It’s a very serious matter. The GNU/Linux desktop is not ready. It is lacking an important, even essential, component without which it will fail. It’s got all the rest, the opposition has been squashed on every single detail except this one—but it is essential.
Firefox is more than just a web browser. It’s also a cross-platform arcade machine. No quarters necessary.
An ode to Ralph H. Baer
I owe much of my life to Ralph H. Baer. Oh, he doesn’t know it. He doesn’t even know me. But that’s how it goes in these days. Much of life is owed to strangers.
If you want a measure of success, I will give you a yardstick: wasted time. Or rather, leisure time. Ralph H. Baer has given many of us a legacy of time spent in front of a television, twiddling white squares around with a paddle. So it is Ralph H. Baer is a very successful man.
The aim of this article is to introduce the reader to Bzflags. Bzflags is a free software multiplayer 3D tank game that is frantic, full of immediate action, with a kill or be killed emphasis. The game is best served in multiplayer mode where you can hunt in packs, fight to the last ounce while chatting. Instant violent fun, gratification for those of you that need to let off steam and clear your minds living for the moment.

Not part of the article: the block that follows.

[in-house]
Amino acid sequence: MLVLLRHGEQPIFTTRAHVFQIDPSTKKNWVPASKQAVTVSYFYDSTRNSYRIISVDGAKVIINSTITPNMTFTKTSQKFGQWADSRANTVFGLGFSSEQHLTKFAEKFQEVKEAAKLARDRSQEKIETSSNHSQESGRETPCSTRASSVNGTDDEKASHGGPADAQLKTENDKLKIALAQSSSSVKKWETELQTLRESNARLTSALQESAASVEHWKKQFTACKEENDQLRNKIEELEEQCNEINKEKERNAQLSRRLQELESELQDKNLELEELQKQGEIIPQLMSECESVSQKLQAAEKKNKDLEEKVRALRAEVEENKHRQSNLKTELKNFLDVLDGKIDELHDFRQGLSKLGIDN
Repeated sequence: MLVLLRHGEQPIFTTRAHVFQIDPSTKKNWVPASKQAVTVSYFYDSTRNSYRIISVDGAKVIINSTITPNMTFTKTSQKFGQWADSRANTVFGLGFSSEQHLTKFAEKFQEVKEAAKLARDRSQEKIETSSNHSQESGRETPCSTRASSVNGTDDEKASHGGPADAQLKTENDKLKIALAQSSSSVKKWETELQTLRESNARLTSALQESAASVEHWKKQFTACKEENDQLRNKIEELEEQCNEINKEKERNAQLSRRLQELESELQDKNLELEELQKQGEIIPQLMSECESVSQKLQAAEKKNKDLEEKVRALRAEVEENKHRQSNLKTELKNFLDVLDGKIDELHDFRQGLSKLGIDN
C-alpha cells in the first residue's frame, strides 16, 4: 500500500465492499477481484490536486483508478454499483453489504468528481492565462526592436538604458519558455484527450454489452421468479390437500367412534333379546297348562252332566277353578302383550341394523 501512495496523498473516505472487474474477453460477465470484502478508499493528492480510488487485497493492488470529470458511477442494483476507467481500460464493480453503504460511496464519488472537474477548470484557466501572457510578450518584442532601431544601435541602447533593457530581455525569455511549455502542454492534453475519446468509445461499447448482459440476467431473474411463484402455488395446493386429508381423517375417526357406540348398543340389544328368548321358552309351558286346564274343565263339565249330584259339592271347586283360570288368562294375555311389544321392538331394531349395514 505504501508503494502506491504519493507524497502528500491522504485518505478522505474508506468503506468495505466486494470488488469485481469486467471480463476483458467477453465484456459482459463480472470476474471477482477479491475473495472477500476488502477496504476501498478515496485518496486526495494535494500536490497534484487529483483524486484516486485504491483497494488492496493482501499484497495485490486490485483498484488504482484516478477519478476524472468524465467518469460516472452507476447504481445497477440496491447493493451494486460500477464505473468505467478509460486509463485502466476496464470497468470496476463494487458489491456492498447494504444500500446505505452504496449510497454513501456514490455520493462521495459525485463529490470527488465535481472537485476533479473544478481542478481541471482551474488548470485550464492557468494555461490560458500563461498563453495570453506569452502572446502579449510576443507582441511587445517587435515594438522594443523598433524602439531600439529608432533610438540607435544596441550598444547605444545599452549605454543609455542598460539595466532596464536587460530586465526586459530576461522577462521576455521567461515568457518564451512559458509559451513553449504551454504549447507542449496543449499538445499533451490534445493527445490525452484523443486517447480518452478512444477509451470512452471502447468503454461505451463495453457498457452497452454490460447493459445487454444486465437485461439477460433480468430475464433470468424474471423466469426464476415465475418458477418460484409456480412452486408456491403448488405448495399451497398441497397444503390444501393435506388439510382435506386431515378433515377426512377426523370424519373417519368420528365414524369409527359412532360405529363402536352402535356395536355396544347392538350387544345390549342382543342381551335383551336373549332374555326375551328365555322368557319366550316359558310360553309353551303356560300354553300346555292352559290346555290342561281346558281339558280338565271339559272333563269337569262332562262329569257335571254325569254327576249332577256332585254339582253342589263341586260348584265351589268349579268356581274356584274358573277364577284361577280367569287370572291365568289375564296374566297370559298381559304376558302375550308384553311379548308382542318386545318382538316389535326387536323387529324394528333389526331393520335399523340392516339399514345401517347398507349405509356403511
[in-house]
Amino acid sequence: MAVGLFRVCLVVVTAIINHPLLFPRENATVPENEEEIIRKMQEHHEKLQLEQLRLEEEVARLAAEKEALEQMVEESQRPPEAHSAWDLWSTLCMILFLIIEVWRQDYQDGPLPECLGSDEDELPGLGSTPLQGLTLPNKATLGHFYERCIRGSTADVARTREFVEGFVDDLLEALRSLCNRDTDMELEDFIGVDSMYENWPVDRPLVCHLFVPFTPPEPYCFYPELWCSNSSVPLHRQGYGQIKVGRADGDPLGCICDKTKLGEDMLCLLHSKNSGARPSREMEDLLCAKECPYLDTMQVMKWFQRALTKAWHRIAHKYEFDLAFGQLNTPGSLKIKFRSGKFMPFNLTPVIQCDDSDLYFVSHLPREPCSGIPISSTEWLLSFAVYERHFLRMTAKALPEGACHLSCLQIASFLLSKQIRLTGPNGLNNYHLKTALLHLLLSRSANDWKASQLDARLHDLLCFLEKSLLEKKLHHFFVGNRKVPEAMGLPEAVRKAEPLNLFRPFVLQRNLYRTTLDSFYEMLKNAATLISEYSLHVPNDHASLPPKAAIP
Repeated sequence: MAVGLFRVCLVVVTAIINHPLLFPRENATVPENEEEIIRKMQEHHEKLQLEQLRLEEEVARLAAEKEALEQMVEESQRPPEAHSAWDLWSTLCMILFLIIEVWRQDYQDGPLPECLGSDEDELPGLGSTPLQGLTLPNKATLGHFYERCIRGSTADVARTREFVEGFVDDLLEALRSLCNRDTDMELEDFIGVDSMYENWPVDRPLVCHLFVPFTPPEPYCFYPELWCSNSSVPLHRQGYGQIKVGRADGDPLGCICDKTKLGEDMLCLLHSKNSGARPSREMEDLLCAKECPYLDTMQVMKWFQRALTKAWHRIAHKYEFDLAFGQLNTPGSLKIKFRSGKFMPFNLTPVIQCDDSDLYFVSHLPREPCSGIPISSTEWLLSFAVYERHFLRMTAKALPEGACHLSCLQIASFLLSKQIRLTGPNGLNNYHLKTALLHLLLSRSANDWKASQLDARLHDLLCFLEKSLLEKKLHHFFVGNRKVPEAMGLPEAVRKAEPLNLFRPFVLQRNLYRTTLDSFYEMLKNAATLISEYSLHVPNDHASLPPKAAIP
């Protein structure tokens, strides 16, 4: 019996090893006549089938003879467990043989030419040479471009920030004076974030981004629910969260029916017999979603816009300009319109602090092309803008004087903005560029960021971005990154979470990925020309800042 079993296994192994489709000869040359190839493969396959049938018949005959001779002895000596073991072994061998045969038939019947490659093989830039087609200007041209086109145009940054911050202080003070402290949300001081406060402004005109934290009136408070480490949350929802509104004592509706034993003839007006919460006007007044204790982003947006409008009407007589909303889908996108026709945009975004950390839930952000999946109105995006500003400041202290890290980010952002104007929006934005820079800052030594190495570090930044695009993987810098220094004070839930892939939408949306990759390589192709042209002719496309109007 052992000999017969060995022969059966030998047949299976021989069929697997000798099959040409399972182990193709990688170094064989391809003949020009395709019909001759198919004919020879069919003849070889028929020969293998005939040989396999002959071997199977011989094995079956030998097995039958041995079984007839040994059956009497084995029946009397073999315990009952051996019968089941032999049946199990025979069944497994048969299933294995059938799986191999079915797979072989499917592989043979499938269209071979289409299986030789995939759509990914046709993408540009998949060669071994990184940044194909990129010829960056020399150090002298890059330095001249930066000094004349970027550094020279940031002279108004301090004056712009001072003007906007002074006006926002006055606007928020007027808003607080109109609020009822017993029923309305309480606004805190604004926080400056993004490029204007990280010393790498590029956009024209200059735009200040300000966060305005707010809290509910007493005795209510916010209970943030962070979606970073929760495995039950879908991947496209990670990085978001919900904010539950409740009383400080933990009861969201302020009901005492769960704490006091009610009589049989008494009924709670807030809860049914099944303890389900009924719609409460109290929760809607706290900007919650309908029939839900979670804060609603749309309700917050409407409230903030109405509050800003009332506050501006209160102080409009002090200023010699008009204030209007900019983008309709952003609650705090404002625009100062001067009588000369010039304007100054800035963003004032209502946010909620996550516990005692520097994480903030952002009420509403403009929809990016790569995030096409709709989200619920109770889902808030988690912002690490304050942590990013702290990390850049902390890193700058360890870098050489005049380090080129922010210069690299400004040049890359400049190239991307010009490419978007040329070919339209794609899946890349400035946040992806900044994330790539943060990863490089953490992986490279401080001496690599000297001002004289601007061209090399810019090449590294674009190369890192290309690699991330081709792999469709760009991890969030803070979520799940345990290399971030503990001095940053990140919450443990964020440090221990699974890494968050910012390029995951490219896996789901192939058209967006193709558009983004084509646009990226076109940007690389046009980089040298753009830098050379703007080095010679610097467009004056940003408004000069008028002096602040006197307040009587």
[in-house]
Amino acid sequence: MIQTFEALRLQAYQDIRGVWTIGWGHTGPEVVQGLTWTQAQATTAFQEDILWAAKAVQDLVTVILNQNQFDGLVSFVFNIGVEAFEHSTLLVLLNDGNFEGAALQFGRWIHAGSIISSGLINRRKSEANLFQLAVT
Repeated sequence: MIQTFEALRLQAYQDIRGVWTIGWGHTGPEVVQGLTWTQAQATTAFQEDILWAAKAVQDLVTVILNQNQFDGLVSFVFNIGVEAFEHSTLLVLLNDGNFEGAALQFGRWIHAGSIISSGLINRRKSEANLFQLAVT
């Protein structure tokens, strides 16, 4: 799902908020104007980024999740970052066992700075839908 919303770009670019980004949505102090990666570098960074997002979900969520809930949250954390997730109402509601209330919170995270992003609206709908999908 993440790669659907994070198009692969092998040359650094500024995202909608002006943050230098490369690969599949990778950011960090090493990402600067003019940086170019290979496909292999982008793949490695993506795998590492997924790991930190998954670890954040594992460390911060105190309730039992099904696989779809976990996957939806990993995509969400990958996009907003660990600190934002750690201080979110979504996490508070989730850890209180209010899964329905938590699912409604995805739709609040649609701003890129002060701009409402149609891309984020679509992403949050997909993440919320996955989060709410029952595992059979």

Free software has populated almost every sector of the computer software arena: from office suites to encyclopedias to full operating systems. One genre of computer software that most people overlook when thinking of free software is gaming. The fact is, sites such as Freshmeat have literally thousands of free software and freeware games for a huge variety of operating systems.
Free software has populated almost every sector of the computer software arena